Morning Briefing – Wednesday, October 16

The Copenhagen Post’s daily round-up of the front pages and other major Danish news stories

Sunbathers live longer
Spending time in the sun can add years to your life, a 20-year study following the health of 4.4 million Danes finds. The team of Danish scientists, whose research results will be published in the Journal of Epidemiology, found that people who were regular sunbathers and who had developed benign forms of skin cancer lived up to six years longer than the average for the population as a whole. The study also found that sunbathers had lower rates of heart attacks and osteoporosis. While the team said its evidence was conclusive, they said they had not been unable to determine what made sunbathers live longer. – Politiken

SEE RELATED: More Danes dying of cancer

PM, opposition leader now in dead heat
For the first time since the 2011 general election, Lars Løkke Rasmussen (Venstre), the opposition leader, has lost his lead over the prime minister in the polls. After two weeks of bad press, first after over-estimating the cost of a price of shoes, then for travelling first-class at tax-payer expense, Rasmussen’s support has shrunk to 37 percent, a loss of 10 percentage points. Meanwhile PM Helle Thorning-Schmidt has made up significant ground, seeing her approval ratings rise seven percentage points to 39 percent. Rasmussen’s lieutenants expected he would bounce back, but political analysts warned Venstre against expecting the issue would disappear on its own. “This is dangerous, because we’re not talking about a single slip-up. It is reminiscent of previous problems he had with being repaid for unjustified expenses,” said Rune Stubager, Aarhus University. – Berlingske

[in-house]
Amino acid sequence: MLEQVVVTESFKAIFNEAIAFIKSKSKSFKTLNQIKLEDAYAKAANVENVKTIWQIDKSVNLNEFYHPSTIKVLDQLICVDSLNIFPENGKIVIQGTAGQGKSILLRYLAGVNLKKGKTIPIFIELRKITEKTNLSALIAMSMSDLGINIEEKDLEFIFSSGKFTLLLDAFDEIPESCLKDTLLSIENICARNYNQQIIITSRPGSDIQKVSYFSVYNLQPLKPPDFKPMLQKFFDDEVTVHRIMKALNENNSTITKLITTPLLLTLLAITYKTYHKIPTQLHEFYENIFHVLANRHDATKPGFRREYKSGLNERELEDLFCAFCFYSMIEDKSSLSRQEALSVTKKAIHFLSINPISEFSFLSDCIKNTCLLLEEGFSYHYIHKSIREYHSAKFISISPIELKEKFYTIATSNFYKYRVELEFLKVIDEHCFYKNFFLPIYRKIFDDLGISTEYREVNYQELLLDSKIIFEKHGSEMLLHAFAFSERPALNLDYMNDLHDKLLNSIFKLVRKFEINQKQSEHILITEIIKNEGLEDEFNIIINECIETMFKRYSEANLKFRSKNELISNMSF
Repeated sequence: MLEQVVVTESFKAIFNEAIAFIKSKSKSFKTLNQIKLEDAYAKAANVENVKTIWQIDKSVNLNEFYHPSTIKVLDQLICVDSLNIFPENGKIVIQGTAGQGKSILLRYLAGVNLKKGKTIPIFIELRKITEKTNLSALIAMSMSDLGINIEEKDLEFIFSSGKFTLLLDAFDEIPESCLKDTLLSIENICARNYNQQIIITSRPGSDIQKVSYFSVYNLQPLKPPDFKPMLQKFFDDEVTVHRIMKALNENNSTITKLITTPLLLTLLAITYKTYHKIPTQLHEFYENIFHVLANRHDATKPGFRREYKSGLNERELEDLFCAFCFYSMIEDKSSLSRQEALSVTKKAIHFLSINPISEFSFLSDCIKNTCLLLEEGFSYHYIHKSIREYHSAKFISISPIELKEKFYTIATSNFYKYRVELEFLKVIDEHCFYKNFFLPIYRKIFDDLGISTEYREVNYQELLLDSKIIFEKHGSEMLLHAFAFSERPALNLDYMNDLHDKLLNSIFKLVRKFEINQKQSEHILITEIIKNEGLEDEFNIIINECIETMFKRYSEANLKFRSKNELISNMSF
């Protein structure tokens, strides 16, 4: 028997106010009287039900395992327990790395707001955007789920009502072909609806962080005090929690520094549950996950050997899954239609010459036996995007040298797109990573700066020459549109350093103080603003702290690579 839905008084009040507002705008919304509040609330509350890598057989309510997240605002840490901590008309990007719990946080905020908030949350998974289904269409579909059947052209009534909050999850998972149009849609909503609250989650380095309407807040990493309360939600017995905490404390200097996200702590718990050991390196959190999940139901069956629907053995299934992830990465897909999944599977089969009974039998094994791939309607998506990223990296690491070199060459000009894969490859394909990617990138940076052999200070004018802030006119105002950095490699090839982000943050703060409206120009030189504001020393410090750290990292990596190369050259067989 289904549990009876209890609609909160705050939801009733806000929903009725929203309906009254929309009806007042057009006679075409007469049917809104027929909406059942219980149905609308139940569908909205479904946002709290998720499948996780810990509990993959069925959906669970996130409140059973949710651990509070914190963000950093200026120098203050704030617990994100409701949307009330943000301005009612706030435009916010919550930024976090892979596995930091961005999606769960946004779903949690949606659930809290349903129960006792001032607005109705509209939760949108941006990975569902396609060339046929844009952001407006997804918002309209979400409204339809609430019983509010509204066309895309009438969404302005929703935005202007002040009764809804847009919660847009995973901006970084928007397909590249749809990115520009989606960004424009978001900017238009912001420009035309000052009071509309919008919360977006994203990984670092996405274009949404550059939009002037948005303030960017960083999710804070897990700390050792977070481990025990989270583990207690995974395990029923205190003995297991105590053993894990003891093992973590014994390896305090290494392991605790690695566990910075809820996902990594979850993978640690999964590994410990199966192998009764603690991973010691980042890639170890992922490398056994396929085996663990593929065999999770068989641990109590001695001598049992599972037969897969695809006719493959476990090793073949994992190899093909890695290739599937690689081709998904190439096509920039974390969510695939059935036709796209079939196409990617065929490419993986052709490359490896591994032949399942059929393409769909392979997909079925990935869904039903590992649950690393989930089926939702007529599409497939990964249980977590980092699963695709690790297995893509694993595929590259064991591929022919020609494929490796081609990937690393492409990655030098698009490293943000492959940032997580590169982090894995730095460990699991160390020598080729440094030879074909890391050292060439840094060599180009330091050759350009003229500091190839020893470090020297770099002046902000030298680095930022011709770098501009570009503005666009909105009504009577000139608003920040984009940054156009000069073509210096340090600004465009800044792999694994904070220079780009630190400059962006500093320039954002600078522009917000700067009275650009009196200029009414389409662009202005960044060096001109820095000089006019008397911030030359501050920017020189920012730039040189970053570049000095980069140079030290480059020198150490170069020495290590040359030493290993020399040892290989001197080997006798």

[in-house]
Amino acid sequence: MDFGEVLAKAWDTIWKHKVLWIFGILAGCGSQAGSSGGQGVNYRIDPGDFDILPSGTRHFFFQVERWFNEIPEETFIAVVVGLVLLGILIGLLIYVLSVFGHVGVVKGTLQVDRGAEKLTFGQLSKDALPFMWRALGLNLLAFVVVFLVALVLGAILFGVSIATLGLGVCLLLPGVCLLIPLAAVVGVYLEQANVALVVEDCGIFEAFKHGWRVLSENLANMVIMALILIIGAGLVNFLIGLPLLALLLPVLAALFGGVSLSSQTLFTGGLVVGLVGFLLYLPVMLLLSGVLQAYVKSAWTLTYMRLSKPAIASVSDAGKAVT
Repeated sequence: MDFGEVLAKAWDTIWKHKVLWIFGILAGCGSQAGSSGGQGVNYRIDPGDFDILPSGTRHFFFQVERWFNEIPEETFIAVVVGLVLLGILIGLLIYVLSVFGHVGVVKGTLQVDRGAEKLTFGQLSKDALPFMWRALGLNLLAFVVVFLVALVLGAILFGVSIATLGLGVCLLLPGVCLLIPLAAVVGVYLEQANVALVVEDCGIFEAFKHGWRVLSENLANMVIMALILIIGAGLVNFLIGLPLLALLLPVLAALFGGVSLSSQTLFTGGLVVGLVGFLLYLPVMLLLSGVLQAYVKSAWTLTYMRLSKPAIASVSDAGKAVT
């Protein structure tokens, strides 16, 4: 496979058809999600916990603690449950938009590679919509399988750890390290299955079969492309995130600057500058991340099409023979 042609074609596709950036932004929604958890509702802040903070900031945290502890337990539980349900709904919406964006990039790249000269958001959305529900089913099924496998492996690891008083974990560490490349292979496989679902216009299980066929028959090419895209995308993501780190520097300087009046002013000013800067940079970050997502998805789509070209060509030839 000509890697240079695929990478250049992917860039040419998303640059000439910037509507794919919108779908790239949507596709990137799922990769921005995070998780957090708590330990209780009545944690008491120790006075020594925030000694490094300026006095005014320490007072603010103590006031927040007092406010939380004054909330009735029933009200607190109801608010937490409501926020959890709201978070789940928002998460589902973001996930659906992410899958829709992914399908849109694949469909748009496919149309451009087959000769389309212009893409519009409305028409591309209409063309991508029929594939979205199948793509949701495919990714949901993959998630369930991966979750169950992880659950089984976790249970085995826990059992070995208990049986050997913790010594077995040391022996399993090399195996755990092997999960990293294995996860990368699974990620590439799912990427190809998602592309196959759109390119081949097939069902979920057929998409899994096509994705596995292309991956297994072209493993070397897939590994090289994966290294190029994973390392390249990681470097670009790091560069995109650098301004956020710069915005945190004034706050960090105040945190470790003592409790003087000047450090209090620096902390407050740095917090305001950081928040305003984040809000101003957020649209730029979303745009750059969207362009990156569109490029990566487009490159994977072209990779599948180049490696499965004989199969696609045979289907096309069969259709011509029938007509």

SEE RELATED: Right wing surge confirmed

Protracted scandal will cost opposition
Unanswered questions about tax-payer funded, first-class travel by Lars Løkke Rasmussen, the head of opposition leading Venstre, threatens to cost his party dearly just as it appears to be ready to sweep to power in the next election. Rasmussen has been criticised for exorbitant travel expenses but has been unwilling to make documentation of his travel expenses public. Polls have already shown Venstre losing ground in the polls, and the new scandal could fuel further voter dissatisfaction, say analysts. Rasmussen in 2008 faced criticism for similar inappropriate use of public funds over the course of a number of years. He later repaid some of the money he had been reimbursed. – DR Nyheder

SEE RELATED: 'Luxury Lars' told to step down as climate charity chairman

Work permits for undocumented immigrants
Efforts to deal with an increasing tide of illegal immigration should include new residence laws that make it possible to grant temporary work permits to immigrants who are in Europe illegally, argues Andreas Kamm, the head of Dansk Flygtningehjælp, an advocacy organisation for refugees. Kamm added that such a measure would only be a temporary solution while traditional aid efforts sought to improve economic conditions in countries with large numbers of emigrants who are in Denmark illegally. Remittances by illegal immigrants amount to up to three times as much as Denmark pays out in foreign aid to some areas, according to Hans Lucht, of the Danish Institute for International Studie. –Jyllands-Posten

SEE RELATED: Green card programme a failure, politicians say

Editorial Excerpt | Listen to the sceptics
Even though there are obvious reasons why Denmark should take part in the European Patent Court, we’ve seen in other referendums that euroscepitcs have been able to turn the vote in their favour. Decisions that would require Denmark to cede some of its sovereignty must be voted on in a referendum if five-sixths of parliament does not vote to approve the measure. This is something we should respect. And the government would do well to remember that referendums are not won with arrogance but with good arguments. – Politiken

SEE RELATED: EU patent court referendum to proceed

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